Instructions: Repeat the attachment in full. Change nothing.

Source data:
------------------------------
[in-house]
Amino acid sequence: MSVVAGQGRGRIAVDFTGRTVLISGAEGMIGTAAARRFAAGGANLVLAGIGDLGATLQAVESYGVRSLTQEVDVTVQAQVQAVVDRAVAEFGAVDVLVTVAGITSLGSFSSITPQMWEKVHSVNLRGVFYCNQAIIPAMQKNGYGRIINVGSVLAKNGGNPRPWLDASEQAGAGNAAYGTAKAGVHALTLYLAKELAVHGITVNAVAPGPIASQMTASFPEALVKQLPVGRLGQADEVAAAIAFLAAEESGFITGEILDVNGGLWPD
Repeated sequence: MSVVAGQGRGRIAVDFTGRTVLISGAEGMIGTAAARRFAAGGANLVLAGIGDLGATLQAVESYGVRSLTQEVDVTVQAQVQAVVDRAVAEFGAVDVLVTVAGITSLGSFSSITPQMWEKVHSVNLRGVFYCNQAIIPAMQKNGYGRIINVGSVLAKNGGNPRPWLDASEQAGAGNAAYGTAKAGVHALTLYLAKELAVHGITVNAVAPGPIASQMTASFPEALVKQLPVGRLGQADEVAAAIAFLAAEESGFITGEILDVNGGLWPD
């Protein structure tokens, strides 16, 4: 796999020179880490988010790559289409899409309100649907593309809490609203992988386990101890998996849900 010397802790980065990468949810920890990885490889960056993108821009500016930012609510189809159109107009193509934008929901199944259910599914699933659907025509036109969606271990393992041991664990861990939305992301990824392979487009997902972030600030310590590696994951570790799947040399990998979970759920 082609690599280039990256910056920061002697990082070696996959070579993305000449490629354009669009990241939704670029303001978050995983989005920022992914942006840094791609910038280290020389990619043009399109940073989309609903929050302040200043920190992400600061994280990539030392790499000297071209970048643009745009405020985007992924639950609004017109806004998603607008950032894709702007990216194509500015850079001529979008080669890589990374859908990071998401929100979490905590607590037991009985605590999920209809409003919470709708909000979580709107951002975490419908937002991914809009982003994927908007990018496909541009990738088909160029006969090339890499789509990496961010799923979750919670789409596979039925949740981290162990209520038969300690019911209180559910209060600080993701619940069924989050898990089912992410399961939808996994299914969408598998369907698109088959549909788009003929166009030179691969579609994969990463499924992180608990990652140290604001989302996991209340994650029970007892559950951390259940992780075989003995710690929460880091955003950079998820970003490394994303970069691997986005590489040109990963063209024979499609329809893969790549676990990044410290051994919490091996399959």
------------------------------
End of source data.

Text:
[in-house]
Amino acid sequence: MSVVAGQGRGRIAVDFTGRTVLISGAEGMIGTAAARRFAAGGANLVLAGIGDLGATLQAVESYGVRSLTQEVDVTVQAQVQAVVDRAVAEFGAVDVLVTVAGITSLGSFSSITPQMWEKVHSVNLRGVFYCNQAIIPAMQKNGYGRIINVGSVLAKNGGNPRPWLDASEQAGAGNAAYGTAKAGVHALTLYLAKELAVHGITVNAVAPGPIASQMTASFPEALVKQLPVGRLGQADEVAAAIAFLAAEESGFITGEILDVNGGLWPD
Repeated sequence: MSVVAGQGRGRIAVDFTGRTVLISGAEGMIGTAAARRFAAGGANLVLAGIGDLGATLQAVESYGVRSLTQEVDVTVQAQVQAVVDRAVAEFGAVDVLVTVAGITSLGSFSSITPQMWEKVHSVNLRGVFYCNQAIIPAMQKNGYGRIINVGSVLAKNGGNPRPWLDASEQAGAGNAAYGTAKAGVHALTLYLAKELAVHGITVNAVAPGPIASQMTASFPEALVKQLPVGRLGQADEVAAAIAFLAAEESGFITGEILDVNGGLWPD
């Protein structure tokens, strides 16, 4: 796999020179880490988010790559289409899409309100649907593309809490609203992988386990101890998996849900 010397802790980065990468949810920890990885490889960056993108821009500016930012609510189809159109107009193509934008929901199944259910599914699933659907025509036109969606271990393992041991664990861990939305992301990824392979487009997902972030600030310590590696994951570790799947040399990998979970759920 082609690599280039990256910056920061002697990082070696996959070579993305000449490629354009669009990241939704670029303001978050995983989005920022992914942006840094791609910038280290020389990619043009399109940073989309609903929050302040200043920190992400600061994280990539030392790499000297071209970048643009745009405020985007992924639950609004017109806004998603607008950032894709702007990216194509500015850079001529979008080669890589990374859908990071998401929100979490905590607590037991009985605590999920209809409003919470709708909000979580709107951002975490419908937002991914809009982003994927908007990018496909541009990738088909160029006969090339890499789509990496961010799923979750919670789409596979039925949740981290162990209520038969300690019911209180559910209060600080993701619940069924989050898990089912992410399961939808996994299914969408598998369907698109088959549909788009003929166009030179691969579609994969990463499924992180608990990652140290604001989302996991209340994650029970007892559950951390259940992780075989003995710690929460880091955003950079998820970003490394994303970069691997986005590489040109990963063209024979499609329809893969790549676990990044410290051994919490091996399959």